Anamorphicno


Image Transfer Review: The very old turn of the century clips are mostly grainy, pockmarked and filthy, while others are in remarkably good shape. There is evidence of aliasing distortion, scan lines, and other MPEG-2 artifacts (a good example may be found in the sharecropper clips in episode one, approx. 10 minutes in). The 4:3 interviews are pretty sharp for video quality, with natural looking fleshtones throughout. The overall presentation is mixed, but generally clean—one can't reasonably expect MPI to have renovated the film I'm sure they used by permission only.

Image Transfer Grade: C+

 

Audio Transfer

 LanguageRemote Access
DS 2.0Englishyes
PCMEnglishyes


Audio Transfer Review: One doesn't expect much from a documentary covering back to the technological innovations of the early 20th century, so when I found some nice LFE effects at the beginning of episode two, and during the coverage of WWI, I was frankly surprised. We looked at each other as if we were impressed—and we were! There are times where the incidental music is sent through the surrounds, for enveloping dramatic impact. Otherwise, as one might expect, this is mainly a center channel-based soundtrack.

Audio Transfer Grade: B-

 

Disc Extras

Static menu
Scene Access with 124 cues and remote access
Subtitles/Captions in English, Spanish and French with remote access
Packaging: other
2 Discs
2-Sided disc(s)
Layers: DVD-18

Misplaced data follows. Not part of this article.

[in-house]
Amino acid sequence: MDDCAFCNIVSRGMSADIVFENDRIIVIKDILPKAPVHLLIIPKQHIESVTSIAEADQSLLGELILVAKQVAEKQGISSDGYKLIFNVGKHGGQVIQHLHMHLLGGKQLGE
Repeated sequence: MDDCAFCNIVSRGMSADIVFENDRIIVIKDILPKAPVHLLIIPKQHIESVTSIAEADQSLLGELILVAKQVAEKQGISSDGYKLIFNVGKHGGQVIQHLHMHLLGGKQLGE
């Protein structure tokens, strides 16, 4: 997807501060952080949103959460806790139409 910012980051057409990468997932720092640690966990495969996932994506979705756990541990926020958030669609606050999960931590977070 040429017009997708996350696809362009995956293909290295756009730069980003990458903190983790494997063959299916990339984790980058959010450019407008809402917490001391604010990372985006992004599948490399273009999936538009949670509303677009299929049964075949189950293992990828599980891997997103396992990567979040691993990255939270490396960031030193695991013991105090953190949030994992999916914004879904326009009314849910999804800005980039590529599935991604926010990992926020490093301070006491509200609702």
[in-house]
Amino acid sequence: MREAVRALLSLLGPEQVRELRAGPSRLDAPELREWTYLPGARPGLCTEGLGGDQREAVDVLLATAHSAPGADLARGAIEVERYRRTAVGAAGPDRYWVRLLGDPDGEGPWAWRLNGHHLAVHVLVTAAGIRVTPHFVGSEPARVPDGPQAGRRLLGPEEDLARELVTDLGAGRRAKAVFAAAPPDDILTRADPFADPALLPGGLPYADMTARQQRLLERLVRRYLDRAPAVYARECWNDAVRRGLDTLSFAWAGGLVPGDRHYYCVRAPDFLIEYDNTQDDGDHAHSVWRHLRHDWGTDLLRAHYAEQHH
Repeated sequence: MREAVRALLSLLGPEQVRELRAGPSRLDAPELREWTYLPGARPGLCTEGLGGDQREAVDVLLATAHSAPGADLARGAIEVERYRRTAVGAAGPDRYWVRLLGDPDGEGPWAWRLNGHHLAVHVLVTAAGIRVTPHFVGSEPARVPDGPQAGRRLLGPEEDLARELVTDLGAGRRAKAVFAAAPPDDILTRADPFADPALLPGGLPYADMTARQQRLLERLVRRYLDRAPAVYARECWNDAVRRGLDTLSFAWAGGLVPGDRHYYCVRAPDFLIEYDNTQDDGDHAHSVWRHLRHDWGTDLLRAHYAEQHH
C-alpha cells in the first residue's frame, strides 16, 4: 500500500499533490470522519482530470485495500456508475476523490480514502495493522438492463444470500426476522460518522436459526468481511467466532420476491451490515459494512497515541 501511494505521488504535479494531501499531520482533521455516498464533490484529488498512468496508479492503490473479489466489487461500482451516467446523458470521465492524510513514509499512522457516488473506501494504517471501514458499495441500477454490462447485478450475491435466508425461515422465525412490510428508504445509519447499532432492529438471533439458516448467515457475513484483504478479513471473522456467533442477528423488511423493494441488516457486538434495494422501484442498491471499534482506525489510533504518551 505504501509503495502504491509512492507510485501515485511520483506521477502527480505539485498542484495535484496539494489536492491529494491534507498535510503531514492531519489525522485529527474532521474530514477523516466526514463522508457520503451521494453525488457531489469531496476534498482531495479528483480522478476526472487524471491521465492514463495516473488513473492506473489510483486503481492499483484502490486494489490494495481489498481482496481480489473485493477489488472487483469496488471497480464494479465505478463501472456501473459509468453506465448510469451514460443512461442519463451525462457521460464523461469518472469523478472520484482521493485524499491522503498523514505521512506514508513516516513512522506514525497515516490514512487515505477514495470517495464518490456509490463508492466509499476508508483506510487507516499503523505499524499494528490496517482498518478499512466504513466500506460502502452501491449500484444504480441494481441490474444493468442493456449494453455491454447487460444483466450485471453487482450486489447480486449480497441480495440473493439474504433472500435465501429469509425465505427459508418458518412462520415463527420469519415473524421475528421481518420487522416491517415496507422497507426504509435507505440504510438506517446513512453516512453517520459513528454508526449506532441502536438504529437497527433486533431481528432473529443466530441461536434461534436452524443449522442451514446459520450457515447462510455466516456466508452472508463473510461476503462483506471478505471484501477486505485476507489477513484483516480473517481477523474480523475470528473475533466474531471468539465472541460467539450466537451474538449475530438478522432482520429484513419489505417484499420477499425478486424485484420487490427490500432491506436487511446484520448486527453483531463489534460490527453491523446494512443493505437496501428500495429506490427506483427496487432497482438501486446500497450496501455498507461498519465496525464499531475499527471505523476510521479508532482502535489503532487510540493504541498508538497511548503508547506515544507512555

Extra Extras:
  1. Newsreels
  2. 36-page scene access and index booklet
Extras Review: The only real supplement is fun and worthwhile, indeed, as there is over an hour of newsreels from the 1920s on through. By side:

1a) Josephine Baker singing in what seems to be a boxing ring; Amelia Earhart breaking flying records to the sounds of the 1812 Overture; a trip upon a Zeppelin (luckily not the Hindenburg); a spot of 1920s fashion; a 160th anniversary of the Marine corps. (I ran into a bit of pixelation and freeze-up of the disc here).

1b) "Wings of the West" cross-continental airplanes; the opening of Gone With The Wind; Canadian quintuplets; British Civil Defense warning to "carry your gas mask"; The 1945 War for Israel's Independence following the United Nations' declaration of Israeli statehood; Carmen Miranda in all her fruitful splendor; Babe Zaharias wins the National Golf Open; a German circus act newsreel that presages David Letterman's stupid human and pet tricks (shows how similar the music and narration was between the two warring countries); Willa Wurthington, women's water skiing champion; the 25th Silver Skates, including a performance by Dick Buttons, Olympic skating announcer.

2a) Hep cat teenagers; the Hoola Hoop; flying saucer spottings in the tradition of all great old sci-fi films; fashion ware including WingDing dresses; 2-way wrist watch radio ala Dick Tracy (precursor of the cell phone?); more fashion—this time with Parisian paper dresses; New Year's 1967; technical advances like satellite dishes and video telephones (oops!); Concorde 001.

2b) The most fascinating newsreel from the late 1960s or early 70s claiming RCA was pressing metal video discs (about the size of a DVD, that allowed viewers to watch whole movies uninterrupted—they show Butch Cassidy And The Sundance Kid—what was that about?); Cesar Chavez's United Farm Workers; Laser shows; El Savador's Somoza falls to the Sandanistas; the Iran Hostage Crisis.

The 36-page booklet containing a list of chapter titles and a complete index of everything, place or person discussed in this film is well done and classy. The only thing missing is a listing of the above newsreel contents, but I think I'll forgive MPI. Impressive.

Extras Grade: B-

 

Final Comments

This really is a nice set, although with a slightly larger price tag than most of us are used to dishing out. I do think however, that product like this is absolutely vital to the growth of our favorite format, and holds the key to its acceptance into the mass culture. Highly recommended.